Jack is a good listener.
He sits quietly while countless stories are read to him at Decatur Public Library – never correcting, never critiquing.
He’s a confidante and a friendly, furry face when the words are hard and the story seems long.
Earlier this month, he and his owner, Madolyn Congdon of Alvord, made their first appearance at the library for Story Tails with Jack, a program where school-aged children read to him for fun and to improve their reading skills.
Youth services librarian Katie Morris said it’s another opportunity to get kids excited about books and reading.
“(The first program) went really well. All the kids were so excited and happy,” she said. “We heard great comments from parents who felt it encouraged their children to read.”
Bree Neal, 9, of Decatur said she liked reading with Jack because “he was actually listening to me.”
A 4-year-old Husky mix, Jack greeted Neal with a series of sniffs before curling up on a giant floor pillow with Congdon on one side and Neal on the other.
It took a minute to gather in his long legs, but he settled in to listen to “How Rocket Learned to Read,” by Tad Hills. Occasionally he perked up an ear, as Neal absentmindedly scratched his shoulder while reading and sounding out words.
Jack and Congdon are a registered therapy team with Delta Society and Reading Education Assistance Dogs (READ).
Congdon said prior to being screened and completing their certification in April, Jack had to undergo obedience training, and she said he was “pretty much unflappable.”
“He’s not excitable; he’s very calm,” she said. “Jack is very obedient, and he listens very well. I have quite a few other dogs, but out of all of them, he was the one because of his temperament.”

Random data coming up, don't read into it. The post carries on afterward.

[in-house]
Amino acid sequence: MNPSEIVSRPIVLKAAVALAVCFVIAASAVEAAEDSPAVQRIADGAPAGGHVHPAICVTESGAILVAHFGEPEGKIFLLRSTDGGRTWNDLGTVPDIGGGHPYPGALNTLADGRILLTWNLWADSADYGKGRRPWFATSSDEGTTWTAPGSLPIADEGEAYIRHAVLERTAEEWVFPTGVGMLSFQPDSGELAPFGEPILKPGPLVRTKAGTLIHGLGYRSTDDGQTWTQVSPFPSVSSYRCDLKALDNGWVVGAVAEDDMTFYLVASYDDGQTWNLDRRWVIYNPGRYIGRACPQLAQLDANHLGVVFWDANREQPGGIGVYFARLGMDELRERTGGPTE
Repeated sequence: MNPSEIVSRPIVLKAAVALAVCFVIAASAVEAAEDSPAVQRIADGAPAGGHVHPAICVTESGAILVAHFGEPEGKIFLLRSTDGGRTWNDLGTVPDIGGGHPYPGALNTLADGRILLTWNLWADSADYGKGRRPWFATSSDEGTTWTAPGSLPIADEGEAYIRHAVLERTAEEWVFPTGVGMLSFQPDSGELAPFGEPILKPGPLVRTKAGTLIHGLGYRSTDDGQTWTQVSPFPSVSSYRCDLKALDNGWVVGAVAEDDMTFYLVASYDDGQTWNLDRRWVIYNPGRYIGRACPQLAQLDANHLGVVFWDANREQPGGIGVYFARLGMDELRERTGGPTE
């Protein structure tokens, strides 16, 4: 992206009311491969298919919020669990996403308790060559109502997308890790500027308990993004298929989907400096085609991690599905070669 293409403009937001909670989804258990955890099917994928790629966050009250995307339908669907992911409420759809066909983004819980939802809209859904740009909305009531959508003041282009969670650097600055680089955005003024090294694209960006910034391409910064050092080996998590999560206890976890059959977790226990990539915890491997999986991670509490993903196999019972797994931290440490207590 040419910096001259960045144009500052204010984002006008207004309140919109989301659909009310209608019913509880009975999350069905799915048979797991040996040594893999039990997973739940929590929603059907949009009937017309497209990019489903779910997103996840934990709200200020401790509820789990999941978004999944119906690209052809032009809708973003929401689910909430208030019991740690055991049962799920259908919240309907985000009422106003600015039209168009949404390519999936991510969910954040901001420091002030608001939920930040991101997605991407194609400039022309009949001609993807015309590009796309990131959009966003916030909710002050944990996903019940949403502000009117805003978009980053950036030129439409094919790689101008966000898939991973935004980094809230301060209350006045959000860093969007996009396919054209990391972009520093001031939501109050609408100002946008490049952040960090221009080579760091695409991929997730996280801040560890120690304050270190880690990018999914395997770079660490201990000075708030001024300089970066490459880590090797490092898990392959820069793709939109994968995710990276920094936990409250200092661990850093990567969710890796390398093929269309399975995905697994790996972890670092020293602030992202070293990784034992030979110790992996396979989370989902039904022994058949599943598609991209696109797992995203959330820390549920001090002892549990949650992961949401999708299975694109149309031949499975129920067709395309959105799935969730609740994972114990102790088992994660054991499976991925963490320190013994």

Congdon adopted Jack when he was only four months old, and she’s known for a while he would be a good therapy dog. She was just waiting for him to mature.
Monica Lopez of Decatur said her kids, Juliana, 9, and Carlos, 6, continue to talk about Jack since reading with him almost two weeks ago.
“Carlos is good at reading, but he has a hard time calming down,” Lopez said. “Just watching him sit down and read is a great thing.”
She said it also benefited her daughter, who is dyslexic.
“Juliana said she felt so relaxed (when reading to Jack),” Lopez said.
Congdon said results from the READ program have shown that a child’s blood pressure actually goes down when reading to a dog, and over time they can improve by three reading levels, depending on the circumstances and frequency in which they participate.
Amy Davis of Alvord said she hoped this made reading fun for her daughter, Hannah, 8.
“She doesn’t like to read and is struggling,” Davis said of her daughter. “As much reading as I can get in with her, I want to do. She loves animals and I hope this will help her enjoy reading more and encourage her to make it fun.”
Story Tails with Jack for the month of July is scheduled for 10 a.m. to noon Fridays July 1 and July 15. Call the library at (940) 627-5512 to sign up for a 15-minute time slot.